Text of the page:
Henry Wadsworth Longfellow, ed. Poems of Places: An Anthology in 31 Volumes.
Scotland: Vols. VI–VIII. 1876–79.

Esk, the River

The Esk

By David Macbeth Moir (1798–1851)

(From The Angler)

THROUGH the deep glen of Roslin—where arise

Proud castle and chapelle of high St. Clair,

And Scotland’s prowess speaking—we had traced

The mazy Esk by caverned Hawthornden,

Perched like an eagle’s nest upon the cliffs,

And eloquent for aye with Drummond’s song;

Through Melville’s flowery glades; and down the park

Of fair Dalkeith, scaring the antlered deer,

’Neath the huge oaks of Morton and of Monk,

Whispering, as stir their boughs the midnight winds.

These left behind, with purpling evening, now

We stood beside St. Michael’s holy fane,

With its nine centuries of gravestones girt;

And from the slopes of Inveresk gazed down

Upon the Firth of Forth, whose waveless tide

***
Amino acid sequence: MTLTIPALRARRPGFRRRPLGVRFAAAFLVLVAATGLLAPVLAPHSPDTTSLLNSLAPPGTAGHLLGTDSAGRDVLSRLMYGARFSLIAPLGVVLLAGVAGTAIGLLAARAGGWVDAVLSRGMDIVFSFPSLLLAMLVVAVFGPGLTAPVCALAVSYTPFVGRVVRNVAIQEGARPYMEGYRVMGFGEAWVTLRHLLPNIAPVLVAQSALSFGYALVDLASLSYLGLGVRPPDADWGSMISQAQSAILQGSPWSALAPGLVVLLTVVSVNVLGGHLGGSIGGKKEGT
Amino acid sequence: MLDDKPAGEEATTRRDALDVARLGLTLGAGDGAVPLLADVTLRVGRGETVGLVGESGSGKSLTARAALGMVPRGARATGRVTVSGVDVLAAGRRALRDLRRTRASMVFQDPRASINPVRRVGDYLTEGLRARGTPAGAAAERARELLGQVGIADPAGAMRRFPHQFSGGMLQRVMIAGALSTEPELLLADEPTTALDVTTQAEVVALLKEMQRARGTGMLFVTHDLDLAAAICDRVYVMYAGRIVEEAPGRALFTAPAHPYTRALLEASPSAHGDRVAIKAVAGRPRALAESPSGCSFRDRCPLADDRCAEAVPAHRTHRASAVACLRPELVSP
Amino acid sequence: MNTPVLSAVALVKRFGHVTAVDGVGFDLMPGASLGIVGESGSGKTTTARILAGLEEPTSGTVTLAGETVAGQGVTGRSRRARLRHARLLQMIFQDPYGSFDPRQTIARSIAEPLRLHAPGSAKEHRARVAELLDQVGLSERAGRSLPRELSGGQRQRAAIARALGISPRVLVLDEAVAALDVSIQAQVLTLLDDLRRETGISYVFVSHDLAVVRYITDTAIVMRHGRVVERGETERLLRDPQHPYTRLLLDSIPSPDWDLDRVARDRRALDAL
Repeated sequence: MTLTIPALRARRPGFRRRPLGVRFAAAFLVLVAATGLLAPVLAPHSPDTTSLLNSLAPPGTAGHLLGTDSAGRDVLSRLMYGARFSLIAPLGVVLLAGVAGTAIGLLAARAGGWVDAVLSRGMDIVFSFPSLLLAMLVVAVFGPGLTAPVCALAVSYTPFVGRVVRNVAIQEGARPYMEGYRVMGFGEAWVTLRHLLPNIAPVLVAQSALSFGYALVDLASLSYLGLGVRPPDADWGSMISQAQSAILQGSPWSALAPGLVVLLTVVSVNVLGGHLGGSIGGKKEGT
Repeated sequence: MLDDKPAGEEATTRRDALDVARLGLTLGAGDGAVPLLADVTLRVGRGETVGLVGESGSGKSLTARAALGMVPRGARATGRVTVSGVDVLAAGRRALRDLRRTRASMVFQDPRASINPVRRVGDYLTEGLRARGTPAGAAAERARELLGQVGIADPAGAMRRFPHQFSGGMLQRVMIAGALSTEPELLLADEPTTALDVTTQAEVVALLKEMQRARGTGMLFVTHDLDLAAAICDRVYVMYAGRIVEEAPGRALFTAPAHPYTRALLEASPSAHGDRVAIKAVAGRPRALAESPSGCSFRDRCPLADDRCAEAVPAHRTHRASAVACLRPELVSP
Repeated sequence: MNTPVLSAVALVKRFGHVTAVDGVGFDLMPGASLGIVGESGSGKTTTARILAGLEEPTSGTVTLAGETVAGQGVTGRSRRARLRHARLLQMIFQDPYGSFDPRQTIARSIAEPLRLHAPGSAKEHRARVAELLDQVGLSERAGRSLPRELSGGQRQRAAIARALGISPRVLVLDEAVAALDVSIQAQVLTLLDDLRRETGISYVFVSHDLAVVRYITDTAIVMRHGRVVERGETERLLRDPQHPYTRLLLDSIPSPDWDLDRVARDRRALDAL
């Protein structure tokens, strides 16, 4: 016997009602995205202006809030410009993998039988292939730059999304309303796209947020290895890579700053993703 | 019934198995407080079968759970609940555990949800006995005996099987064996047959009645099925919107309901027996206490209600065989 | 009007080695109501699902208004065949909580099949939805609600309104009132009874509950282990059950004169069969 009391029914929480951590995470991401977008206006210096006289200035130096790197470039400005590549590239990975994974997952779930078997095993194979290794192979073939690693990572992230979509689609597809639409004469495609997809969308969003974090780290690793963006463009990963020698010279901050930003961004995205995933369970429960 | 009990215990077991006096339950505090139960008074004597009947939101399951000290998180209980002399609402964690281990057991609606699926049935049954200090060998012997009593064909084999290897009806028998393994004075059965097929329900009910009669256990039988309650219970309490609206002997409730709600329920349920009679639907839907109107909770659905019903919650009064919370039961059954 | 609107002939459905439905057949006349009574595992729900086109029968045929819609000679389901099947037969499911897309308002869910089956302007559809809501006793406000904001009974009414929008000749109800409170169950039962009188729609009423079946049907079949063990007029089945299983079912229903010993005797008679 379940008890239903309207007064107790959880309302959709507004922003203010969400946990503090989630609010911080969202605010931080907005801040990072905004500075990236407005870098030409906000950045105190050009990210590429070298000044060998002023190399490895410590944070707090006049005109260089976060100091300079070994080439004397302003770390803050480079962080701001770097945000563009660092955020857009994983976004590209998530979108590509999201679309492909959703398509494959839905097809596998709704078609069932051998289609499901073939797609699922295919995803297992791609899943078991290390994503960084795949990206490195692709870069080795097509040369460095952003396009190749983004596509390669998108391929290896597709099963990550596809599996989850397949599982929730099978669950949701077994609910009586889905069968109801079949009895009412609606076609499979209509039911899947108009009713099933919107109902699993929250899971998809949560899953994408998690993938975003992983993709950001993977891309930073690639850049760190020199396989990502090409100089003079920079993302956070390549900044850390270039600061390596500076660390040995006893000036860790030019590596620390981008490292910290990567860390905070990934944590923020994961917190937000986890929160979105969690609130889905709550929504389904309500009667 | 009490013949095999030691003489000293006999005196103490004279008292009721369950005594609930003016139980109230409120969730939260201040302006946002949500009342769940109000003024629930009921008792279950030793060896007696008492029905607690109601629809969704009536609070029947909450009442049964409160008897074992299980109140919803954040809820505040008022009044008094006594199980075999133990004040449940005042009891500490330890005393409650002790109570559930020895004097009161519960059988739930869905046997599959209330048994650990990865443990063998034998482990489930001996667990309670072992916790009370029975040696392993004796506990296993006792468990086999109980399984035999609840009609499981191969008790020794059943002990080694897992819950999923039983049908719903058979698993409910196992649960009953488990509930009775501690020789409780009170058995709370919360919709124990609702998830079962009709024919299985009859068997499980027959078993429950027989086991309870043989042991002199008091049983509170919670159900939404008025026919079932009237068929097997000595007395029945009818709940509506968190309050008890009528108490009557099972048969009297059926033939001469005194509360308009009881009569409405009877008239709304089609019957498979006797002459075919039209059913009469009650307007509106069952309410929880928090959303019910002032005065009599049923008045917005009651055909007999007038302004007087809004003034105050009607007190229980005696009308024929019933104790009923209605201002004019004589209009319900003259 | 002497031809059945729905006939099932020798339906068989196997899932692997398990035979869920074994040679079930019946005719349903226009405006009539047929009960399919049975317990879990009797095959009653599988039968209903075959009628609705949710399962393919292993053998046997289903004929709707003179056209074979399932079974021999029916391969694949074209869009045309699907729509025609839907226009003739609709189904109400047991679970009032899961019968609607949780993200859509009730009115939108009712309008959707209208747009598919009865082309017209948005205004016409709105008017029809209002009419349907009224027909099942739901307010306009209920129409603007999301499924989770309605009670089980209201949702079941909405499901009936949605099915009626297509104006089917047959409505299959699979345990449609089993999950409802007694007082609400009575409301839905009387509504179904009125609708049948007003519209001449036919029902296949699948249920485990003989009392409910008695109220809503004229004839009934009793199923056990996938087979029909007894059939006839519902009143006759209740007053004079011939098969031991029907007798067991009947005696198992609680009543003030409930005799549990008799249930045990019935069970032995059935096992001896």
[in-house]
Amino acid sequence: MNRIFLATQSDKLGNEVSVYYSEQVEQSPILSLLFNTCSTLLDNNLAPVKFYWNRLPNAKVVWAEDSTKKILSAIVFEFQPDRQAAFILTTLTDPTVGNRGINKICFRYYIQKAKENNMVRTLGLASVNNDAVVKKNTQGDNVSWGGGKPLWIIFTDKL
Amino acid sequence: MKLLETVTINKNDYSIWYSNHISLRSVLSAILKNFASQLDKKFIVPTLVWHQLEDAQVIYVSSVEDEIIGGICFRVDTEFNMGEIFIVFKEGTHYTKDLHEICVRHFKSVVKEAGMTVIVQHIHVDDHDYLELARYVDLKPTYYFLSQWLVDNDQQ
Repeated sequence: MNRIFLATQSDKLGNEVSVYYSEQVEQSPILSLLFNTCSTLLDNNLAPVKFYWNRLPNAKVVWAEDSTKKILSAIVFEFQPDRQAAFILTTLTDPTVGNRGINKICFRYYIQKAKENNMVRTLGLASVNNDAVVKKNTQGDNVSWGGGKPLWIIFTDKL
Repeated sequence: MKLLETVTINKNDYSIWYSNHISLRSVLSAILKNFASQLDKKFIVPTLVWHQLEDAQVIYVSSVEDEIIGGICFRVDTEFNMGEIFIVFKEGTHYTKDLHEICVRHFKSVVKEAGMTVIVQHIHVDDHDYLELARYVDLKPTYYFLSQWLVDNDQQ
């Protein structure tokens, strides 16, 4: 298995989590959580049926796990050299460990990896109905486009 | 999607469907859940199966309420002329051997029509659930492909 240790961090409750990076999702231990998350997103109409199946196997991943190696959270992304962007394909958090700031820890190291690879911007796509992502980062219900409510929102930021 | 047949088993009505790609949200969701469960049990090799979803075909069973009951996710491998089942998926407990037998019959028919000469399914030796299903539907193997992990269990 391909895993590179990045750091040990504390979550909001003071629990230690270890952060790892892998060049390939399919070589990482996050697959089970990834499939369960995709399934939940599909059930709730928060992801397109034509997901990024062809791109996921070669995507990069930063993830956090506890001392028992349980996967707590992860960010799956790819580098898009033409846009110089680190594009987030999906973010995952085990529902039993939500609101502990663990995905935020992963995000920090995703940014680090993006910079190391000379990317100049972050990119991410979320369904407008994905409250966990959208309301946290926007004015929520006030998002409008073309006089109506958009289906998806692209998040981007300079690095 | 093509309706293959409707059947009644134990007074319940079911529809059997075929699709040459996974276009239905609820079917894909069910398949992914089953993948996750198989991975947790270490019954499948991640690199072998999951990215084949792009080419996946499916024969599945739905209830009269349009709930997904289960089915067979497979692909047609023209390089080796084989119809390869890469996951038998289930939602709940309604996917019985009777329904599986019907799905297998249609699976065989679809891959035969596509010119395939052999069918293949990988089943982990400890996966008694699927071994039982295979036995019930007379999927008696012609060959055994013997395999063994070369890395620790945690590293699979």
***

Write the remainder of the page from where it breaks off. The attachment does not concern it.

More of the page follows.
Glowed like a plain of fire. In majesty,

O’ercanopied with many-vestured clouds,

The mighty sun, low in the farthest west,

With orb dilated, o’er the Grampian chain,

Mountain up-piled on mountain, huge and blue,

Was shedding his last rays adown the shores

Of Fife, with all its towns and woods and fields,

And bathing Ben-Ean and Ben-Ledi’s peaks

In hues of amethyst. Ray after ray,

From the twin Lomond’s conic heights declined,

And died away the glory; and at length,

As sank the last, low horizontal beams,

And Twilight drew her azure curtains round,

From out the south twinkled the evening star.